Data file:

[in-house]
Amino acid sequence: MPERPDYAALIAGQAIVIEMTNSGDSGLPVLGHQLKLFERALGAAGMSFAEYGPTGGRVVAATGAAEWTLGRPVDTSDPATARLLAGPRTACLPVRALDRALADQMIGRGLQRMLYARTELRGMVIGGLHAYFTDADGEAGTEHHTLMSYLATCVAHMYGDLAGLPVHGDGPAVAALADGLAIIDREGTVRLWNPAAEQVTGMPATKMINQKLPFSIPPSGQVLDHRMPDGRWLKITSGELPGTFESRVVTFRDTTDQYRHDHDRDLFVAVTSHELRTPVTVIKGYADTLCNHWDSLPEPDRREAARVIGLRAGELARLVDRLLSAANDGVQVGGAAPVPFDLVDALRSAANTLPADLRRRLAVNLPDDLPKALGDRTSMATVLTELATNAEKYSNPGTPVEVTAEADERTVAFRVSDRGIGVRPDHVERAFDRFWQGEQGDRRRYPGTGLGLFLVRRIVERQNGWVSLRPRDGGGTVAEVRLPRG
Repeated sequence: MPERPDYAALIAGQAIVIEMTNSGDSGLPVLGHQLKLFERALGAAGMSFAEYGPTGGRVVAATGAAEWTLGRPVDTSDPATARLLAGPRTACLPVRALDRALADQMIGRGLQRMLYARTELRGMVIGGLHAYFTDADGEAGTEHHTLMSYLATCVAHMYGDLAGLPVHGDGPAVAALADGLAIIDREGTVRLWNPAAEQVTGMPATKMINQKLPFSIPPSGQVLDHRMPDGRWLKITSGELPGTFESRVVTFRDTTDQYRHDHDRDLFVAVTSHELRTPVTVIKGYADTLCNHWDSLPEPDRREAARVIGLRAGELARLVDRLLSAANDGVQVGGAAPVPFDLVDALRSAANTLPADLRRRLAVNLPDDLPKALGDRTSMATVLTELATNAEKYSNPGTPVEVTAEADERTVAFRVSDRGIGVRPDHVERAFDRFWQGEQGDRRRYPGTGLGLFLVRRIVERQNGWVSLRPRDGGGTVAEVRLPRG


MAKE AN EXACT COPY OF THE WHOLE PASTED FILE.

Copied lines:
[in-house]
Amino acid sequence: MPERPDYAALIAGQAIVIEMTNSGDSGLPVLGHQLKLFERALGAAGMSFAEYGPTGGRVVAATGAAEWTLGRPVDTSDPATARLLAGPRTACLPVRALDRALADQMIGRGLQRMLYARTELRGMVIGGLHAYFTDADGEAGTEHHTLMSYLATCVAHMYGDLAGLPVHGDGPAVAALADGLAIIDREGTVRLWNPAAEQVTGMPATKMINQKLPFSIPPSGQVLDHRMPDGRWLKITSGELPGTFESRVVTFRDTTDQYRHDHDRDLFVAVTSHELRTPVTVIKGYADTLCNHWDSLPEPDRREAARVIGLRAGELARLVDRLLSAANDGVQVGGAAPVPFDLVDALRSAANTLPADLRRRLAVNLPDDLPKALGDRTSMATVLTELATNAEKYSNPGTPVEVTAEADERTVAFRVSDRGIGVRPDHVERAFDRFWQGEQGDRRRYPGTGLGLFLVRRIVERQNGWVSLRPRDGGGTVAEVRLPRG
Repeated sequence: MPERPDYAALIAGQAIVIEMTNSGDSGLPVLGHQLKLFERALGAAGMSFAEYGPTGGRVVAATGAAEWTLGRPVDTSDPATARLLAGPRTACLPVRALDRALADQMIGRGLQRMLYARTELRGMVIGGLHAYFTDADGEAGTEHHTLMSYLATCVAHMYGDLAGLPVHGDGPAVAALADGLAIIDREGTVRLWNPAAEQVTGMPATKMINQKLPFSIPPSGQVLDHRMPDGRWLKITSGELPGTFESRVVTFRDTTDQYRHDHDRDLFVAVTSHELRTPVTVIKGYADTLCNHWDSLPEPDRREAARVIGLRAGELARLVDRLLSAANDGVQVGGAAPVPFDLVDALRSAANTLPADLRRRLAVNLPDDLPKALGDRTSMATVLTELATNAEKYSNPGTPVEVTAEADERTVAFRVSDRGIGVRPDHVERAFDRFWQGEQGDRRRYPGTGLGLFLVRRIVERQNGWVSLRPRDGGGTVAEVRLPRG